Although important questions remain about the technology, mechanisms and therapeutic potential of rhTFAM, Bennett believes his team's findings could contribute to the development of treatments that repair and restore damaged mitochondria in cells. "We're looking toward the day when we can reverse or delay the progression of various neurodegenerative diseases and other conditions where cell energy production is deficient, including cancer, diabetes and aging," he says.

Gencia made rhTFAM available to UVA under a material transfer agreement. One study author, Francisco R. Portell, has an affiliation with the company.

Study authors also include Shilpa Iyer, Ravindar R. Thomas, Lisa D. Dunham and Caitlin K. Quigley. All work at the Center for the Study of Neurodegenerative Diseases and the Morris K. Udall Parkinson's Disease Research Center of Excellence at UVA.
 
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  • #2

Related to TFAM Protein: Investigational Treatment for Neurodegenerative Diseases?

1. What is TFAM protein and how does it work?

TFAM (mitochondrial transcription factor A) is a protein that plays a crucial role in the maintenance and regulation of mitochondrial DNA. It helps to initiate transcription of mitochondrial genes, which are responsible for producing proteins essential for mitochondrial function. In neurodegenerative diseases, TFAM protein levels are often decreased, leading to mitochondrial dysfunction and cell death.

2. What are the potential benefits of using TFAM protein as an investigational treatment for neurodegenerative diseases?

Studies have shown that increasing TFAM protein levels can improve mitochondrial function and reduce cell death in neurodegenerative diseases such as Alzheimer's and Parkinson's. This could potentially slow down or even reverse the progression of these diseases, providing significant benefits for patients.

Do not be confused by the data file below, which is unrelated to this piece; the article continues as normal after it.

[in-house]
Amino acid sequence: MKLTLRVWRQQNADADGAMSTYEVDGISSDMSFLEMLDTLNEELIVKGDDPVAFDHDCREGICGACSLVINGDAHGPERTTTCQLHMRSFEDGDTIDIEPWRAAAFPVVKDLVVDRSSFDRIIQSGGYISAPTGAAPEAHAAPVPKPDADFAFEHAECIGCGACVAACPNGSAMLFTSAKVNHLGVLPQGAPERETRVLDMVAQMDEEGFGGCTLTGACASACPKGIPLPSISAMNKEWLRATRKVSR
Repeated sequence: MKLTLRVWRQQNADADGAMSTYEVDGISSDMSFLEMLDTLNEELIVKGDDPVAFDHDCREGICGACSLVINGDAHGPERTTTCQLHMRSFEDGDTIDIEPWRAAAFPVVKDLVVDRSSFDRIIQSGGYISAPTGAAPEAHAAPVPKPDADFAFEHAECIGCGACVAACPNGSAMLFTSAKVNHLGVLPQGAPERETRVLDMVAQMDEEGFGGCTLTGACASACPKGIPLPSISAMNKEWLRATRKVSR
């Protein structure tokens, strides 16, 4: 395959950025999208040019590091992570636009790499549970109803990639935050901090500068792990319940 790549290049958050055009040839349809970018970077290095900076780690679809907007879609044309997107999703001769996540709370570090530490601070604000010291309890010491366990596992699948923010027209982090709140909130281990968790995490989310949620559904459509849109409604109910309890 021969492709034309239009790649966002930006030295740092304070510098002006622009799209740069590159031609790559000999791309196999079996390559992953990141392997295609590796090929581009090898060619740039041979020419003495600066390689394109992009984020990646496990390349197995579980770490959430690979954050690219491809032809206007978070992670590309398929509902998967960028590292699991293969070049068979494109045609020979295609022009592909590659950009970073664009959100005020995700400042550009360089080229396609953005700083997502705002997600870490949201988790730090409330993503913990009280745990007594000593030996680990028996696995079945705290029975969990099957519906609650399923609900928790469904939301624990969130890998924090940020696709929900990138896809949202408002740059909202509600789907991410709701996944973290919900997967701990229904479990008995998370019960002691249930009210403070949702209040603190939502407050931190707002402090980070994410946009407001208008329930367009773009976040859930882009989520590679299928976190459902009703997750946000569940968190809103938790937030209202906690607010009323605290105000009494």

3. What stage is the research on TFAM protein currently at?

TFAM protein is still in the preclinical stage of research, meaning it has not yet been tested on humans. However, promising results from animal studies have led to further investigation and potential clinical trials in the near future.

4. Are there any potential risks or side effects associated with TFAM protein treatment?

As with any new treatment, there are potential risks and side effects that need to be carefully evaluated. However, since TFAM protein is a naturally occurring protein in the body, it is expected to have minimal side effects. Further research will be needed to determine any potential risks.

5. When can we expect TFAM protein to be available as a treatment for neurodegenerative diseases?

It is difficult to predict an exact timeline for when TFAM protein may become available as a treatment for neurodegenerative diseases. The research is still in the early stages and will require further testing and clinical trials before it can be approved for use in patients. It is important to continue to support and fund research in this area to potentially bring TFAM protein treatment to patients in the future.